Romance and Satire in the Tales of Chaucer

Essay by chickadee225 April 2004

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The attitude toward sexual love expressed in "The Reeve's Tale" of Chaucer's fabliau tale and the attitude expressed in a chivalric romance, such as "The Knight's Tale" are extremely different. The relationships between the attitude toward love displayed in the tales and the narrative devices of the tales are very contrasting. The differences are expressed through the varying manner that love is expressed, the roles of women, and the categorizing of social classes.

The expression of love, portrayal of women, and the categorization of social class exemplifies the relationships between the attitudes of these two tales. "The Knight's Tale" is a romance that encapsulates the themes and ideals of courtly love. In this tale love is like an illness that can change the appearance, the lover risks death to win favor with his lady, and for many years they pine away hopelessly for an unattainable woman.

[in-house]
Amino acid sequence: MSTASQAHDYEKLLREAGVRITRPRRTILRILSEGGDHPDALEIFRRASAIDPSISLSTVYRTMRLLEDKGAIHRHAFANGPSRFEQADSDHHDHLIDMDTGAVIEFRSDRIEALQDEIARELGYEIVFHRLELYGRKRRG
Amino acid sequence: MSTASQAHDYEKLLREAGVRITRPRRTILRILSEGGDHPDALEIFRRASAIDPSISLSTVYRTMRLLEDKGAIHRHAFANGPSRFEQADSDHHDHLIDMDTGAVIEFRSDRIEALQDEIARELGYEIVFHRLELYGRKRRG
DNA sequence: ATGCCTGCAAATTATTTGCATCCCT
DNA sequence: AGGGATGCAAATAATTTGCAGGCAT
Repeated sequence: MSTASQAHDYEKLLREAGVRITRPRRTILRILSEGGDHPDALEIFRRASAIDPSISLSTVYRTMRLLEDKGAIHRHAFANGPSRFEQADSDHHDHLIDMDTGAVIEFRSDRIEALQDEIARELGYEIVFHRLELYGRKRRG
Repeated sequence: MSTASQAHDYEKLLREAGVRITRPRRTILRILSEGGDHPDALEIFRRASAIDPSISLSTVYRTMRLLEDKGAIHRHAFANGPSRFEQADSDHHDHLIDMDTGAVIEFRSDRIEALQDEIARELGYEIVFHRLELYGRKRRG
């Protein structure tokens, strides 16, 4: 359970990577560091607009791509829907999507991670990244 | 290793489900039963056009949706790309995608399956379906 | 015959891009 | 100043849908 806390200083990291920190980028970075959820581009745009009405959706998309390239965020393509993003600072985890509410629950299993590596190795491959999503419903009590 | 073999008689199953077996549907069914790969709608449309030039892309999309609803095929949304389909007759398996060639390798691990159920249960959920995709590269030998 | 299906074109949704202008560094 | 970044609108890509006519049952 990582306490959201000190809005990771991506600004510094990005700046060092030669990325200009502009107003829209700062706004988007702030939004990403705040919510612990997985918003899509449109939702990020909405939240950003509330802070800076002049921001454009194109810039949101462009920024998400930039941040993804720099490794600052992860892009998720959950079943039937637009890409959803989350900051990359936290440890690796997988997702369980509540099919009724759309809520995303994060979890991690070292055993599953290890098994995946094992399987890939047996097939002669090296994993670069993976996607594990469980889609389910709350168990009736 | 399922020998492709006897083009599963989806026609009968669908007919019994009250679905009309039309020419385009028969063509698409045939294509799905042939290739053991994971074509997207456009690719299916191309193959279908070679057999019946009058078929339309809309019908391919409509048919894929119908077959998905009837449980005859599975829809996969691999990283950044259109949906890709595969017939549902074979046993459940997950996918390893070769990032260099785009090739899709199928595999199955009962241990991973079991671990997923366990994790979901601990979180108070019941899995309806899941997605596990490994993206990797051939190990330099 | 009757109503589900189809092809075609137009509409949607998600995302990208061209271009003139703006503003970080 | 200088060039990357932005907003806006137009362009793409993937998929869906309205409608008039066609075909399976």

"The fairness of the lady that I see roaming the garden yonder to and fro is all the cause, and I cried out my woe". On the other hand, "The Reeve's Tale", is solely based on sexual drive and lechery. In the tale, John and Alan rape the Miller's wife and daughter to get back at him for the grain that he stole off of them. This is obviously the other extreme of romance and sex that is displayed in Chaucer's Canterbury Tales. The rape of these two women degraded their reputation and hurt them emotionally for nothing else but vengeance. "I tell ye, John, as sure as I'm a man, I'm going to have that wench there, if I can". The essence of social classification has a great impact on the attitudes of the tales. For example, in "The Knight's Tale", Emily is of the higher social class...